Safer with Solea: Less Viable Pathogens vs. the High Speed Dental Drill

Convergent Dental examined several aspects of the Solea dental aerosols. Research was publishedOAJDS: Solea shows how a high speed conventional dental drill can splatter more quickly and with less speed than an OAJDS.

The Convergent Dental R&D Team went a step further and created an in-vitro evaluation of live bacterial content in the aerosols and splatter generated by cutting dental enamel with Solea and with the drill. It is not surprising that Solea generated significantly less aerosolized viable organisms than the drill.


Different medical specialties use solea lasers to remove/vaporize hard and soft tissue. The temperatures at which these tissues can be vaporized are sufficiently high to kill pathogens. However, droplets of water on the periphery of the target tissue area, created from the laser’s water-cooling mechanism, may absorb pathogens that are then dispersed into an aerosol, which has been reported previously. The water-cooling mechanism used by conventional tools like high speed dental drills is similar to Solea’s but they have significantly higher water pressure and flow. Dental drills also introduce mechanical energy through a cutting bur, which rotates at 400,000 RPM to extract tissue.


One pilot study was conducted to measure the live bacteria released from hard tissue after it had been removed using a Solea Laser and a high-speed dental drill. The study included 15 uncleaned extracted human molars containing natural bacteria content (biofilm).

Solea was used for 10 seconds of laser radiation on each side of each tooth. The recommended settings were: 30% cutting speed; mist flow of 9ml/min; and low air pressure (10psi).

For 10 seconds, a dental drilling unit (Adec PAC 1) was used in conjunction with a carbide drill bit (FG 330), in a Midwest Stylus 360S handheld at a nominal pressure of 40 psi. Water flow was 25 ml/min on each side of each tooth.

The bacterial activity of the samples was determined by collecting the aerosol/spray from 15 samples onto TSA plates. The plates were mounted 15 cm from the teeth at a vertical angle of ~45° above the samples and a horizontal angle of 90° relative to the cutting direction, to allow any aerosolized live bacteria to be seeded onto the dishes in the direction that a practitioner would commonly be seated. To allow for direct comparison, the dishes were left exposed for the duration laser irradiation and drilling. The plates were then incubated for 24 hours at 35° C.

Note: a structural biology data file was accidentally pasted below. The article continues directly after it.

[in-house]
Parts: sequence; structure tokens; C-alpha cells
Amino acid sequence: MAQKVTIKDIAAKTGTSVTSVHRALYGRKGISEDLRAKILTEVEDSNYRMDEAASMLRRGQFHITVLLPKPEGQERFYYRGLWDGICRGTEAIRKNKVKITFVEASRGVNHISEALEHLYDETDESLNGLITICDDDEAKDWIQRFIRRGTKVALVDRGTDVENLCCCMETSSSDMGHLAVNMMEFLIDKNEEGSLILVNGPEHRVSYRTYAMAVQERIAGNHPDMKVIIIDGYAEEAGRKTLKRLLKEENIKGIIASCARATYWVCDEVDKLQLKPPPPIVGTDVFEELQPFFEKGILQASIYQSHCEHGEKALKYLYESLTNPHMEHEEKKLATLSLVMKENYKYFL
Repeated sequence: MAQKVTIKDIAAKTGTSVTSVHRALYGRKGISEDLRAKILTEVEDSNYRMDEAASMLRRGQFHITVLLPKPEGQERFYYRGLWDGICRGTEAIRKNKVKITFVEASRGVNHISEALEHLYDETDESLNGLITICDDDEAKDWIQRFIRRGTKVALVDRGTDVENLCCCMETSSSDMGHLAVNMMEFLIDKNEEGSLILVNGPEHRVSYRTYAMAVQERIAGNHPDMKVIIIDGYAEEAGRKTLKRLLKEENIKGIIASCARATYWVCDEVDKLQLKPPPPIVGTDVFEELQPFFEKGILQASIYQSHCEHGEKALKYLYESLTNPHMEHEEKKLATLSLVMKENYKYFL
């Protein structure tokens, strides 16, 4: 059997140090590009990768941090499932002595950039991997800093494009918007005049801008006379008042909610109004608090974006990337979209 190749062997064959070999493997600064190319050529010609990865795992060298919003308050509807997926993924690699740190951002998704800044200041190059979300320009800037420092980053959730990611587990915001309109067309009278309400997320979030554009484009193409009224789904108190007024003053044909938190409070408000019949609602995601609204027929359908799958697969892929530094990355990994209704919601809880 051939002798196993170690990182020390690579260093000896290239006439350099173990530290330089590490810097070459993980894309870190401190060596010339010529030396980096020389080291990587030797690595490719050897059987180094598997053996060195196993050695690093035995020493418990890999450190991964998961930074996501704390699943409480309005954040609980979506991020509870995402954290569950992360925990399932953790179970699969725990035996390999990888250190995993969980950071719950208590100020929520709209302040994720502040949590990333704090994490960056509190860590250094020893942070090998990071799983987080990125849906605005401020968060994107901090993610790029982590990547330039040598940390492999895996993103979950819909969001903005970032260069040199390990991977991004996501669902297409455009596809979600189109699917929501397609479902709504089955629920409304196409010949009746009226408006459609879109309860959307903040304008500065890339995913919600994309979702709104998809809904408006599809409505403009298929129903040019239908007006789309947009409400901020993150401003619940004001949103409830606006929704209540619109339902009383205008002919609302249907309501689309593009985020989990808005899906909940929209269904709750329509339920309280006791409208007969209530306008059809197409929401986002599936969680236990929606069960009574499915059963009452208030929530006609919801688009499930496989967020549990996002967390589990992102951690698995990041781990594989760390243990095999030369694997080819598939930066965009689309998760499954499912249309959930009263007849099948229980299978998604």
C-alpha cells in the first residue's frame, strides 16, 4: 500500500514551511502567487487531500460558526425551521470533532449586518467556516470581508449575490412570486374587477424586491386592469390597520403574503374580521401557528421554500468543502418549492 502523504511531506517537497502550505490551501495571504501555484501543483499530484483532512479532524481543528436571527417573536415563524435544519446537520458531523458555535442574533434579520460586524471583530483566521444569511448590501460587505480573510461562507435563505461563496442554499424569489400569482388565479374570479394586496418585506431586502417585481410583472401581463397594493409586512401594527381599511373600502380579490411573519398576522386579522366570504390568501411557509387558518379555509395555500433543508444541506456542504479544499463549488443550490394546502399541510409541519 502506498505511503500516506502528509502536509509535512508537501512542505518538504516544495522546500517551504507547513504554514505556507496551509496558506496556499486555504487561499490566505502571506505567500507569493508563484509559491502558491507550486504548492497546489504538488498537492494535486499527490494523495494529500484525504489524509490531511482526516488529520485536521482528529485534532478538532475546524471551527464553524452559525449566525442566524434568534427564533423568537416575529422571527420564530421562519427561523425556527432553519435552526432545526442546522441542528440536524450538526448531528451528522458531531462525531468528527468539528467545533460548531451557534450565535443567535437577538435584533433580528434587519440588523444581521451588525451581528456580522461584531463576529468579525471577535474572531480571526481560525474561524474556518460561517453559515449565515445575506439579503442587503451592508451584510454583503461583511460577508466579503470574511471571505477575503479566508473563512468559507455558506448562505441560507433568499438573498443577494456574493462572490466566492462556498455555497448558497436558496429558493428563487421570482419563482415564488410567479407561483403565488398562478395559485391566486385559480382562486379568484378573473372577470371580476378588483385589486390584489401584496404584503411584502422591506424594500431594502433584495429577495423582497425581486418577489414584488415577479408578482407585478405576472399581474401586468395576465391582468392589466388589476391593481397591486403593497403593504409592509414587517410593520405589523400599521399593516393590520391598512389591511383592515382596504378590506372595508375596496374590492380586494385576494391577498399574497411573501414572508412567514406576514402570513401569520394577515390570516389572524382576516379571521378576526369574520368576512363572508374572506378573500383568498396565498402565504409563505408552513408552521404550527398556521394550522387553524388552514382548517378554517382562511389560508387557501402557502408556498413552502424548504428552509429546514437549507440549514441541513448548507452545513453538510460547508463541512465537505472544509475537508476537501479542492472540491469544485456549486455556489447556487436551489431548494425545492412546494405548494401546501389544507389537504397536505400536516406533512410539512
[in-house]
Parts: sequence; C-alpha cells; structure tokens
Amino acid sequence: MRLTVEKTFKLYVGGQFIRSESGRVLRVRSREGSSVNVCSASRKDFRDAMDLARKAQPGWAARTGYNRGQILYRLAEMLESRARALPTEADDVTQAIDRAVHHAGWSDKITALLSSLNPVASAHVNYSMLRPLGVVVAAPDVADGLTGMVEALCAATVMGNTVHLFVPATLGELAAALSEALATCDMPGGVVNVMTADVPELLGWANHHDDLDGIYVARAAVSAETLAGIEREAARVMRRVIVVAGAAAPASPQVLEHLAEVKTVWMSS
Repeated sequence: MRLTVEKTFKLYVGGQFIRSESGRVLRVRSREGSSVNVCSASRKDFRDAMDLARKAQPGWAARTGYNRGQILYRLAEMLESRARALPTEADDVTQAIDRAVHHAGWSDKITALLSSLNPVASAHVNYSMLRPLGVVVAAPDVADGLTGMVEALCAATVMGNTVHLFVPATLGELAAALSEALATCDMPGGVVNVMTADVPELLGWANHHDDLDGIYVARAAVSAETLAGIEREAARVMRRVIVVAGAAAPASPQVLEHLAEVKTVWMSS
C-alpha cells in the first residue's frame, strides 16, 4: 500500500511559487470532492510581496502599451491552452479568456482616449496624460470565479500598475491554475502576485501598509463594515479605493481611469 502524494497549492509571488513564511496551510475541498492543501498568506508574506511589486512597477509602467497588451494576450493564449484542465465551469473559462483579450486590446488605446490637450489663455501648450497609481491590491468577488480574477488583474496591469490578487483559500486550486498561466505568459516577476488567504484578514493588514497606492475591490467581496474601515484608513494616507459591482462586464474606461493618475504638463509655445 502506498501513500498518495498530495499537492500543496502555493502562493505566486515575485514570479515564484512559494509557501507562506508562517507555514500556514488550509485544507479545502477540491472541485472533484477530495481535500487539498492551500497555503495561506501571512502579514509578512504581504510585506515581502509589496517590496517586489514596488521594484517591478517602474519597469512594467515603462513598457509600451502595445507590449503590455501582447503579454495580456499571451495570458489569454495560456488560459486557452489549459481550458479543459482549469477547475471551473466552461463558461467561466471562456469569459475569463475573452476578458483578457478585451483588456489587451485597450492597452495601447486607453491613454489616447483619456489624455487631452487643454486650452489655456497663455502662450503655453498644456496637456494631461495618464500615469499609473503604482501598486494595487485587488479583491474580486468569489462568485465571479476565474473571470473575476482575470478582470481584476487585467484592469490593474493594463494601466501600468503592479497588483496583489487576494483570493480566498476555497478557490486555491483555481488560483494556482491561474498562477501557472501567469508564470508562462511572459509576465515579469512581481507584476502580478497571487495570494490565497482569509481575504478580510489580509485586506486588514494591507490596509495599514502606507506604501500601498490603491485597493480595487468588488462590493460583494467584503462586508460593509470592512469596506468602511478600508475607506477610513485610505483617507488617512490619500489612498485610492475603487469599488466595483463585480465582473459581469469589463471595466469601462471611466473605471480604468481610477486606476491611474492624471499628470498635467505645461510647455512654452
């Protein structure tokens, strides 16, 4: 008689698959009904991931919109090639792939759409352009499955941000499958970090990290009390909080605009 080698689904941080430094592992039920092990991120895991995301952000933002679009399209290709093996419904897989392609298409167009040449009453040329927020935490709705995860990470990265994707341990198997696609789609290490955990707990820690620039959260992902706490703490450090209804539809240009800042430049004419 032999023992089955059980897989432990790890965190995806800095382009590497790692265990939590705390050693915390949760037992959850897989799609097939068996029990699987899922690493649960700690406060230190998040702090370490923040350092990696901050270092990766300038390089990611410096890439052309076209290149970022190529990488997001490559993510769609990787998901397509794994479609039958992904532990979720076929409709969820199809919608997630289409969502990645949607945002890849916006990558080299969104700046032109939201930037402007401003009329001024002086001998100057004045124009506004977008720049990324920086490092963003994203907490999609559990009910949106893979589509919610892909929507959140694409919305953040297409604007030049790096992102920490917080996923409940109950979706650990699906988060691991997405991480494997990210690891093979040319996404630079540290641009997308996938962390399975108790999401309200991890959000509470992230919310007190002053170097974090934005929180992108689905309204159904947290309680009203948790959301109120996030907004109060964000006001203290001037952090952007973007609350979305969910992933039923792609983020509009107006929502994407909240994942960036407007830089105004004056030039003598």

The Colony Forming Unit, or CFU, is a measure that cultured viable bacteria was used to calculate the bacteria’s livelihood in the splatter/aerosol produced by Solea.


96% fewer viable bacteria were found in the Solea Laser’s splatter/aerosols than those generated by the high speed drill. This is not surprising, as the temperature achieved while cutting enamel or dentin with Solea reaches more than 100°C, killing any viable micro-organisms in the laser beam’s path.


The results demonstrate Solea’s ability to significantly reduce aerosolized viable pathogens relative to the drill, and therefore, reduce the likelihood of transmitting diseases from patient to practitioner and patient to patient.

This in vitro study was combined with the previous researchThree major advantages of Solea over the high-speed dental drill in post-COVID environments are: Solea reduces dental aerosols and splatter, and what is left behind travels farther and contains far fewer pathogens.

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Safer with Solea: Less Viable Pathogens vs. the High Speed Dental Drill

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